How to Calibrate a TDS Meter
TDS stands for total dissolved solids. A TDS meter is a probe that consists of two metal probes that are inserted into water or hydroponic solutions to measure the amount of salt and minerals that are in the liquid. A TDS meter must be calibrated regularly to continue giving an accurate reading. If the meter is used every day, it should be calibrated once a week. If it is used less often, it should be calibrated once every two to three weeks. As battery life decreases, the meter loses calibration.
Rinse the probes of a TDS meter in clean water. Shake the water off of the meter and turn it on.
Place the probes of the TDS meter into the liquid calibration solution up to a point between the "min" and "max" lines.
Compare the reading of the meter with the reading on the bottle. If the two readings are not the same, insert a mini screwdriver into the back of the meter. The hole that you stick the screwdriver into is known as a trimmer pot.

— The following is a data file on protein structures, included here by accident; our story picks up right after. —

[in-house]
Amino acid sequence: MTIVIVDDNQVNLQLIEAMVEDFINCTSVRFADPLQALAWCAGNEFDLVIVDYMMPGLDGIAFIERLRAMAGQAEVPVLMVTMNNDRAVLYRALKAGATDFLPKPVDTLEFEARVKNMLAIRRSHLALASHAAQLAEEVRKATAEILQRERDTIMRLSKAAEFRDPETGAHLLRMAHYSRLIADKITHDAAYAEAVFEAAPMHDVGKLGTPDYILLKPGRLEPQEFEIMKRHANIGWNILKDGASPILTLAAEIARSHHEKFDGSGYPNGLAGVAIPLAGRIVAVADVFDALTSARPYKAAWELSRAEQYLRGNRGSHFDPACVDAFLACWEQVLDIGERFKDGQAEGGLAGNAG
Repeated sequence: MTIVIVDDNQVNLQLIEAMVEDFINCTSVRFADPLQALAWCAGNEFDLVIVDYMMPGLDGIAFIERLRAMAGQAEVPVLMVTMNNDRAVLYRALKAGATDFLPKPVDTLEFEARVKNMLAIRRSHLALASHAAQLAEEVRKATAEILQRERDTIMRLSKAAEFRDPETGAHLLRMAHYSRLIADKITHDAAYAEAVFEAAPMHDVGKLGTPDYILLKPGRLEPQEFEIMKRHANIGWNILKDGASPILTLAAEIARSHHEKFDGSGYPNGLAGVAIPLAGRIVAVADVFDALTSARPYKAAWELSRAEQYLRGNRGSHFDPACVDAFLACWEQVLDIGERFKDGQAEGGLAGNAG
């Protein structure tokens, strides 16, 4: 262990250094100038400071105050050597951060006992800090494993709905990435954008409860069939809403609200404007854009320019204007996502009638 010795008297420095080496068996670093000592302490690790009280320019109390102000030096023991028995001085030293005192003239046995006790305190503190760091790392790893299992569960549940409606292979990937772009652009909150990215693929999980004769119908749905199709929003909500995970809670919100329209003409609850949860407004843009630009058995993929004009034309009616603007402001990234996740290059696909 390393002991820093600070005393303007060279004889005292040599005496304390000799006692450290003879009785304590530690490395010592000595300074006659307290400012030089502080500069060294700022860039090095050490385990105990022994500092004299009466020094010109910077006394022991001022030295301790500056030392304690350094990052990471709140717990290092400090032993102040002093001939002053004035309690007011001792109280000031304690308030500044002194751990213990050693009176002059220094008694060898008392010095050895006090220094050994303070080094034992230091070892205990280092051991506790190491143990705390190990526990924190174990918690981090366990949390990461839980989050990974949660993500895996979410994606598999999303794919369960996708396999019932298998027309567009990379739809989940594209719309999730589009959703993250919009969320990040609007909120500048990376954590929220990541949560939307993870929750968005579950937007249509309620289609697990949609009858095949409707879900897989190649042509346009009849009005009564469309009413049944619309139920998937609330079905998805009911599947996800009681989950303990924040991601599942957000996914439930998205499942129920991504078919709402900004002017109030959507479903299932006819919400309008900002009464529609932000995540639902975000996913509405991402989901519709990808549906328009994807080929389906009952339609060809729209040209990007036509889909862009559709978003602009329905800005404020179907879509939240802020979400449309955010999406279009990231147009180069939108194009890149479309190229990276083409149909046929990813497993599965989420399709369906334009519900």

Turn the screwdriver clockwise to increase the reading of the TDS meter, or counterclockwise to decrease the reading. Adjust the meter until it matches the specifications of the calibration liquid.
- Read the calibration procedure instructions that come with your TDS meter. The calibration procedure may vary slightly among various models of meter. Purchase and use the calibration solution that is recommended for your specific model of meter.
- Do not dip the probe into the solution if it is damp or coated in a calibration solution from another bottle. This can contaminate the solution and cause your calibration to become inexact.
Tracy Morris has been a freelance writer since 2000. She has published novels and numerous online articles. Her work has appeared in national magazines and newspapers including "Ferrets," "CatFancy," "Lexington Herald Leader" and "The Tulsa World." She holds a Bachelor of Arts in journalism from the University of Arkansas.
- Clean water and water bubbles in blue image by Suto Norbert from Fotolia.com